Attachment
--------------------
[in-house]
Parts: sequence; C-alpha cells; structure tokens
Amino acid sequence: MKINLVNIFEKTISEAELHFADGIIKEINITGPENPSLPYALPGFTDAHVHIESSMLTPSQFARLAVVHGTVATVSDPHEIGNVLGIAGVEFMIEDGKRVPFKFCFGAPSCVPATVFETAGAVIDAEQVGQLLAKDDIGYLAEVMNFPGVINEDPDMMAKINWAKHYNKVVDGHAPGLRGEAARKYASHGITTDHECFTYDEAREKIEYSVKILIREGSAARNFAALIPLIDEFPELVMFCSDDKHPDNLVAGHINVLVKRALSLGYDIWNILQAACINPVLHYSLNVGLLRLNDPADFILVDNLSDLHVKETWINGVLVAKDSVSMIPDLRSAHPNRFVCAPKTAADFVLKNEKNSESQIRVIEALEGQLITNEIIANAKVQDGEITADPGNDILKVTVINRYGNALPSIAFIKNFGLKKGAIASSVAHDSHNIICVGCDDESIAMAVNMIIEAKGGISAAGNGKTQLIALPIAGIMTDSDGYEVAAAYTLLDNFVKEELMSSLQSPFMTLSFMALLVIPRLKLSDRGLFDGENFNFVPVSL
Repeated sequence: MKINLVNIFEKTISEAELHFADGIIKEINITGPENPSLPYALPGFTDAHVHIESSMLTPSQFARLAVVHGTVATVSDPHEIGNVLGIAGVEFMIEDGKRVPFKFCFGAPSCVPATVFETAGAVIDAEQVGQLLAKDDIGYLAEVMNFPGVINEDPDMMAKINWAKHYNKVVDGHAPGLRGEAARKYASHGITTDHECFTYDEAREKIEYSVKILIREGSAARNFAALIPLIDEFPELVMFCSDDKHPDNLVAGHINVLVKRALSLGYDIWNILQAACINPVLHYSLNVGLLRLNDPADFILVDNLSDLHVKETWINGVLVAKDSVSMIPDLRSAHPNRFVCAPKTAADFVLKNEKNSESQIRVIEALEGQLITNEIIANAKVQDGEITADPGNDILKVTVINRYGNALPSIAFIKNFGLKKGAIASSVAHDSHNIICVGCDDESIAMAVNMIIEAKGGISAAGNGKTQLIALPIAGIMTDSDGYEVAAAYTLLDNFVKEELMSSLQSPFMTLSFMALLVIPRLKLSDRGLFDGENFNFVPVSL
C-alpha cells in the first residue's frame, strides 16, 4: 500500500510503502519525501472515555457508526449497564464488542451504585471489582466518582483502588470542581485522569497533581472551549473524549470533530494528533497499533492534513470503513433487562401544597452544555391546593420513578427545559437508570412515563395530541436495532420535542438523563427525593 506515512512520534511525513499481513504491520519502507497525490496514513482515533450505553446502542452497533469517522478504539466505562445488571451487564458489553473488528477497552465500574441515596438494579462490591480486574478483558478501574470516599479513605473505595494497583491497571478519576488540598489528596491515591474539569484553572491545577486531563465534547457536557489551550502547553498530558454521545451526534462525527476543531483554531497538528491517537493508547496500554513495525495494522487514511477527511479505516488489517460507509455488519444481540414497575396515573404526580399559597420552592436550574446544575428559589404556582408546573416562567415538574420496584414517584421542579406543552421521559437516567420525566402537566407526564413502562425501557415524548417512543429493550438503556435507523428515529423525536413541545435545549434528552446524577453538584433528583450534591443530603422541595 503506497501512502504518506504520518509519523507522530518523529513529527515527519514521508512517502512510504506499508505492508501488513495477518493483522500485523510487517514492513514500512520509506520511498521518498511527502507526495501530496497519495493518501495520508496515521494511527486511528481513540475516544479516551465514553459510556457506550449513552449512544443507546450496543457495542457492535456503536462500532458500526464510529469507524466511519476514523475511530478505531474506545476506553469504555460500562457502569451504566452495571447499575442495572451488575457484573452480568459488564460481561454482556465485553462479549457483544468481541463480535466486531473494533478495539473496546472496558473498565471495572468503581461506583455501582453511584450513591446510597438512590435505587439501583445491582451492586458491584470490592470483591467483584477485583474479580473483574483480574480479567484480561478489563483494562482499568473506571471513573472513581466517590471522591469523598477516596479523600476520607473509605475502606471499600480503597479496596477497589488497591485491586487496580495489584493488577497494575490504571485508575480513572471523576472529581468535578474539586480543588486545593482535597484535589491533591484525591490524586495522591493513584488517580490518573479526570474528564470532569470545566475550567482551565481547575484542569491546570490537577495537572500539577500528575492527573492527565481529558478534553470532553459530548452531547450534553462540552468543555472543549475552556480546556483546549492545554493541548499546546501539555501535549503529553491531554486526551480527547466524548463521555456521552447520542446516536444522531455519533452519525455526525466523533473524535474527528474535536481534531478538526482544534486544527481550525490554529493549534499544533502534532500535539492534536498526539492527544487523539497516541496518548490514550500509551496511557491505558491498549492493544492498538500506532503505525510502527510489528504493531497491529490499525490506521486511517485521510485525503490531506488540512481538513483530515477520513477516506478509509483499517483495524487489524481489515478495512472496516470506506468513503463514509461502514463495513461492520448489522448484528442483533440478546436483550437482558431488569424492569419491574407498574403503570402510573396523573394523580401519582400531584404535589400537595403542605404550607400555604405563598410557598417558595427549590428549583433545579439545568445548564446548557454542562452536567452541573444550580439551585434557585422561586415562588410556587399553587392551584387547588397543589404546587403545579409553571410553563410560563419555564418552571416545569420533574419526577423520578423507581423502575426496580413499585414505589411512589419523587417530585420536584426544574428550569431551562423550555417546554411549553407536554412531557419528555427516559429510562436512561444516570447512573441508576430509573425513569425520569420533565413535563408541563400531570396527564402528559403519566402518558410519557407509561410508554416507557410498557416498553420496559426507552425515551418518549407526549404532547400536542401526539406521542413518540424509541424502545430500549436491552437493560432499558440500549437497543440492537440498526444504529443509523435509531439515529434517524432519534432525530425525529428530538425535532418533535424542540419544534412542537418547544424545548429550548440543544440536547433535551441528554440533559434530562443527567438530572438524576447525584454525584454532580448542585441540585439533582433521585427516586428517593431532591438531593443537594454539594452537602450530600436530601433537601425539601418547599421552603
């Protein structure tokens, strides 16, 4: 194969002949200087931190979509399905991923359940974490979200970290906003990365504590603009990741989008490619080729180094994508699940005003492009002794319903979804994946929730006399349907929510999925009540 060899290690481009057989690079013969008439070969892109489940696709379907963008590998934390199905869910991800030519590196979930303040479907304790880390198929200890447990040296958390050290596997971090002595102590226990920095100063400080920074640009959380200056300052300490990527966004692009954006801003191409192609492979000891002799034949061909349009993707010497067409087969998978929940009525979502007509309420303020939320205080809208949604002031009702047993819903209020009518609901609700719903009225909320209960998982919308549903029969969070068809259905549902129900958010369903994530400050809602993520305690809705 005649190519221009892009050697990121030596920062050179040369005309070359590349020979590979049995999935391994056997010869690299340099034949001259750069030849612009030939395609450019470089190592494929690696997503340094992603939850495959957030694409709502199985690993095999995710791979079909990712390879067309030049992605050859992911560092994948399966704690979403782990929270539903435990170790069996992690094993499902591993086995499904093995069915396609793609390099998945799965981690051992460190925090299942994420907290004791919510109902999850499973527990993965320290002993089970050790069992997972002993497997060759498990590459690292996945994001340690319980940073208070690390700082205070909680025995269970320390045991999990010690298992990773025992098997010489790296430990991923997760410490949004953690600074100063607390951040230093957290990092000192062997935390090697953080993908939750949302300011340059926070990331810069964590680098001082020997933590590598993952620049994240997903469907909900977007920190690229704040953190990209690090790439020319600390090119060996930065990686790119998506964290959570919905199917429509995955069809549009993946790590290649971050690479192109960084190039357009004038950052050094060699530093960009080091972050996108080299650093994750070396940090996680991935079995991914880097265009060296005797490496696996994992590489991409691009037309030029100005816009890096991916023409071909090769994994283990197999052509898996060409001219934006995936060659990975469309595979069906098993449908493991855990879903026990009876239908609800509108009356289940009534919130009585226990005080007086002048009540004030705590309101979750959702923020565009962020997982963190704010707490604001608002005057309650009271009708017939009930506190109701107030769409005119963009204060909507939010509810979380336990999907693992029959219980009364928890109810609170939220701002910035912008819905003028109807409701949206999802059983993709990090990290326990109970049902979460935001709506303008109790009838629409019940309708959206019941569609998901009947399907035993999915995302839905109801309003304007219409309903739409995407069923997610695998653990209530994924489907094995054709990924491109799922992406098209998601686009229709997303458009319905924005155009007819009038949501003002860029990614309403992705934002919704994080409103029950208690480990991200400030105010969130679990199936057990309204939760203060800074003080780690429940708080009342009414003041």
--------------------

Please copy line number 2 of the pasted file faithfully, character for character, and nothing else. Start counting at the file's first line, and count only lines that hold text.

Parts: sequence; C-alpha cells; structure tokens